Bullets and threatening letters have been sent to four judges plus journalists at two media organisations, including Mediapart. Of the judges who have been singled out, one is the head of the national financial crimes prosecution unit, and the other three are the judges who have been designated to investigate the 'fake jobs' allegations involving right-wing presidential candidate François Fillon and his wife Penelope. The other media outlet that received a threatening letter and a .22 calibre Long Rifle bullet was Le Canard Enchaîné, the weekly investigative newspaper that first broke the Fillon story. Matthieu Suc reports.

How France's approach to its overseas territories is stuck in the past

By julien sartre
French minister Ericka Bareigts said sorry to French Guiana - but will it herald change? © Eric Bosc French minister Ericka Bareigts said sorry to French Guiana - but will it herald change? © Eric Bosc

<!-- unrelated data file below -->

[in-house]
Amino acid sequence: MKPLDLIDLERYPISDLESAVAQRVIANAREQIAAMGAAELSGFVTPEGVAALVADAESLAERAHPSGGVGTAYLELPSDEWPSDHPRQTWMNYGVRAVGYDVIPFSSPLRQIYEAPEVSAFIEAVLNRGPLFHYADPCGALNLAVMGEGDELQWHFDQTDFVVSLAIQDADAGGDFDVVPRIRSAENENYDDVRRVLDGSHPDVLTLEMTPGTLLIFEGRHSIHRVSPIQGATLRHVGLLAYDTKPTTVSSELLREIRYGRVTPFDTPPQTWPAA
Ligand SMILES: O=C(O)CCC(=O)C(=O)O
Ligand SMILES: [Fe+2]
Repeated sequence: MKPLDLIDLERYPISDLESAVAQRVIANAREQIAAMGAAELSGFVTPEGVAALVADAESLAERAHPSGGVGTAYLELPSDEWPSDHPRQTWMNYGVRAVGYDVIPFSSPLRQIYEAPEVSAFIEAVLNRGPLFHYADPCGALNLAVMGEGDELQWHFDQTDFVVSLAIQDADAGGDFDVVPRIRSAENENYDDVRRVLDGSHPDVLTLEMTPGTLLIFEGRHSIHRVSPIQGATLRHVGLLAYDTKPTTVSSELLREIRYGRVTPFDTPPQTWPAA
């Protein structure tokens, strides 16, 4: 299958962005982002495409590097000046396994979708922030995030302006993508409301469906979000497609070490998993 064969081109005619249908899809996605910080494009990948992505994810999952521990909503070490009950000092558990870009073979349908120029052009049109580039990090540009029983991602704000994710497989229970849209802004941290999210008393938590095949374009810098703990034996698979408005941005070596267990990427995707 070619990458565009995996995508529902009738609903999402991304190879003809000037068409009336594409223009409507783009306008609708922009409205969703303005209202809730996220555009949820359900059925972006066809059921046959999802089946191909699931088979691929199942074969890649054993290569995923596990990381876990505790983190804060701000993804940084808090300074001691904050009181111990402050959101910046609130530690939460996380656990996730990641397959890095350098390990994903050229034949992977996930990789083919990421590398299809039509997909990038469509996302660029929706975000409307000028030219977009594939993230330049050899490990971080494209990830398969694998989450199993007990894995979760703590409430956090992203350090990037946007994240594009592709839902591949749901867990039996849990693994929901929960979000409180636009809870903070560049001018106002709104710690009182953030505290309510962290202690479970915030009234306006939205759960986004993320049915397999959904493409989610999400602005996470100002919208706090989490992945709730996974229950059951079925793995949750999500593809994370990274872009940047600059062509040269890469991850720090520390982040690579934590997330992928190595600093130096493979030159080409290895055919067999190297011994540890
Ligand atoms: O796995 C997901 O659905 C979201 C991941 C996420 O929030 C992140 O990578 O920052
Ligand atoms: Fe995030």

For decades there has been a string of legal and economic initiatives by France aimed at improving the lot of its overseas territories. Yet as the current crisis in French Guiana shows, these measures have failed to have a noticeable impact on the 2.7 million French people who live in those regions. Julien Sartre reports on how an outdated model of development applied to these territories still shows no signs of being updated.

The hidden sex abuse cases at a Franco-Swiss Catholic priest fraternity

By Mathieu Martiniere, Mathieu Périsse, Daphné Gastaldi (We report) et Ali Fegan (SVT1)
Mass celebrated by Father Philippe Peignot at a chapel near Bordeaux in November 2016. © DR Mass celebrated by Father Philippe Peignot at a chapel near Bordeaux in November 2016. © DR